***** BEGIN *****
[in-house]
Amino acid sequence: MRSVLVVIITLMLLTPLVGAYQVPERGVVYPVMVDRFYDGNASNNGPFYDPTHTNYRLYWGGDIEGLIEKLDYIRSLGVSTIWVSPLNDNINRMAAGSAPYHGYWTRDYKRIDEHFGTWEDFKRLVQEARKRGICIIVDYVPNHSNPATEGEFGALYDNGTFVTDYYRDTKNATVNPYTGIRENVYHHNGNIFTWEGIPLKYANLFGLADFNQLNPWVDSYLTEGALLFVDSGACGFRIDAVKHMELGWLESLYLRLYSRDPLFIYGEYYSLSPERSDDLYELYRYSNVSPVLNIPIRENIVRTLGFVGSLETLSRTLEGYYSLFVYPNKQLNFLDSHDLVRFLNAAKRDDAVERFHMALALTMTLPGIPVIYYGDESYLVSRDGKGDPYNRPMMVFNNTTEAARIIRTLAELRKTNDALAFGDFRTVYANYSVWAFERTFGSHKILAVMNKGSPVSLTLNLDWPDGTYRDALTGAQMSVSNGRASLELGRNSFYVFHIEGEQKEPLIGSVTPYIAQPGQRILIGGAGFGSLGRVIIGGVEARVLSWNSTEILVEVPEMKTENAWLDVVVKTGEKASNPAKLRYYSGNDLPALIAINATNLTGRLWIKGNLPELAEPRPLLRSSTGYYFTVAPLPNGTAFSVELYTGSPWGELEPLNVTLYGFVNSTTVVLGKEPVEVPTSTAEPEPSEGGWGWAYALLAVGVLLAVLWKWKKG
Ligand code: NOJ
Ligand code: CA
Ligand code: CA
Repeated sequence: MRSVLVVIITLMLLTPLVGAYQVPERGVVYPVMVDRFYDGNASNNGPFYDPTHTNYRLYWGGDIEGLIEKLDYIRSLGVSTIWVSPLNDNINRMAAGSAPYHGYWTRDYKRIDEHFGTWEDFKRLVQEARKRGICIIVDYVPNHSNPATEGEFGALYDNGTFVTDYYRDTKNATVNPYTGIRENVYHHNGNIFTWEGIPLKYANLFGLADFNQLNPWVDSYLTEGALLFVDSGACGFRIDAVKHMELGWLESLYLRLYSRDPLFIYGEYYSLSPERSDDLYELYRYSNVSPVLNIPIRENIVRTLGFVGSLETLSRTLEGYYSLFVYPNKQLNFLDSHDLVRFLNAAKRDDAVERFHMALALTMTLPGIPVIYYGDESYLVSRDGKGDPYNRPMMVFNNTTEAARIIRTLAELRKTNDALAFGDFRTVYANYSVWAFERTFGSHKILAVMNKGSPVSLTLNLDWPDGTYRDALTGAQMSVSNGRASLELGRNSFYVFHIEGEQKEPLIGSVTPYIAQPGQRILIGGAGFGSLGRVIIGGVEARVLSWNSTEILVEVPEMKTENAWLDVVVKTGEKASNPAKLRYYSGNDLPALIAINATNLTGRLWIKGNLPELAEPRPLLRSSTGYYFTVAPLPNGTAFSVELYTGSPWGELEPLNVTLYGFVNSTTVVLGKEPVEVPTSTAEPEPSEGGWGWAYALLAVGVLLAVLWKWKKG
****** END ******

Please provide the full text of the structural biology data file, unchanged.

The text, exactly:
[in-house]
Amino acid sequence: MRSVLVVIITLMLLTPLVGAYQVPERGVVYPVMVDRFYDGNASNNGPFYDPTHTNYRLYWGGDIEGLIEKLDYIRSLGVSTIWVSPLNDNINRMAAGSAPYHGYWTRDYKRIDEHFGTWEDFKRLVQEARKRGICIIVDYVPNHSNPATEGEFGALYDNGTFVTDYYRDTKNATVNPYTGIRENVYHHNGNIFTWEGIPLKYANLFGLADFNQLNPWVDSYLTEGALLFVDSGACGFRIDAVKHMELGWLESLYLRLYSRDPLFIYGEYYSLSPERSDDLYELYRYSNVSPVLNIPIRENIVRTLGFVGSLETLSRTLEGYYSLFVYPNKQLNFLDSHDLVRFLNAAKRDDAVERFHMALALTMTLPGIPVIYYGDESYLVSRDGKGDPYNRPMMVFNNTTEAARIIRTLAELRKTNDALAFGDFRTVYANYSVWAFERTFGSHKILAVMNKGSPVSLTLNLDWPDGTYRDALTGAQMSVSNGRASLELGRNSFYVFHIEGEQKEPLIGSVTPYIAQPGQRILIGGAGFGSLGRVIIGGVEARVLSWNSTEILVEVPEMKTENAWLDVVVKTGEKASNPAKLRYYSGNDLPALIAINATNLTGRLWIKGNLPELAEPRPLLRSSTGYYFTVAPLPNGTAFSVELYTGSPWGELEPLNVTLYGFVNSTTVVLGKEPVEVPTSTAEPEPSEGGWGWAYALLAVGVLLAVLWKWKKG
Ligand code: NOJ
Ligand code: CA
Ligand code: CA
Repeated sequence: MRSVLVVIITLMLLTPLVGAYQVPERGVVYPVMVDRFYDGNASNNGPFYDPTHTNYRLYWGGDIEGLIEKLDYIRSLGVSTIWVSPLNDNINRMAAGSAPYHGYWTRDYKRIDEHFGTWEDFKRLVQEARKRGICIIVDYVPNHSNPATEGEFGALYDNGTFVTDYYRDTKNATVNPYTGIRENVYHHNGNIFTWEGIPLKYANLFGLADFNQLNPWVDSYLTEGALLFVDSGACGFRIDAVKHMELGWLESLYLRLYSRDPLFIYGEYYSLSPERSDDLYELYRYSNVSPVLNIPIRENIVRTLGFVGSLETLSRTLEGYYSLFVYPNKQLNFLDSHDLVRFLNAAKRDDAVERFHMALALTMTLPGIPVIYYGDESYLVSRDGKGDPYNRPMMVFNNTTEAARIIRTLAELRKTNDALAFGDFRTVYANYSVWAFERTFGSHKILAVMNKGSPVSLTLNLDWPDGTYRDALTGAQMSVSNGRASLELGRNSFYVFHIEGEQKEPLIGSVTPYIAQPGQRILIGGAGFGSLGRVIIGGVEARVLSWNSTEILVEVPEMKTENAWLDVVVKTGEKASNPAKLRYYSGNDLPALIAINATNLTGRLWIKGNLPELAEPRPLLRSSTGYYFTVAPLPNGTAFSVELYTGSPWGELEPLNVTLYGFVNSTTVVLGKEPVEVPTSTAEPEPSEGGWGWAYALLAVGVLLAVLWKWKKG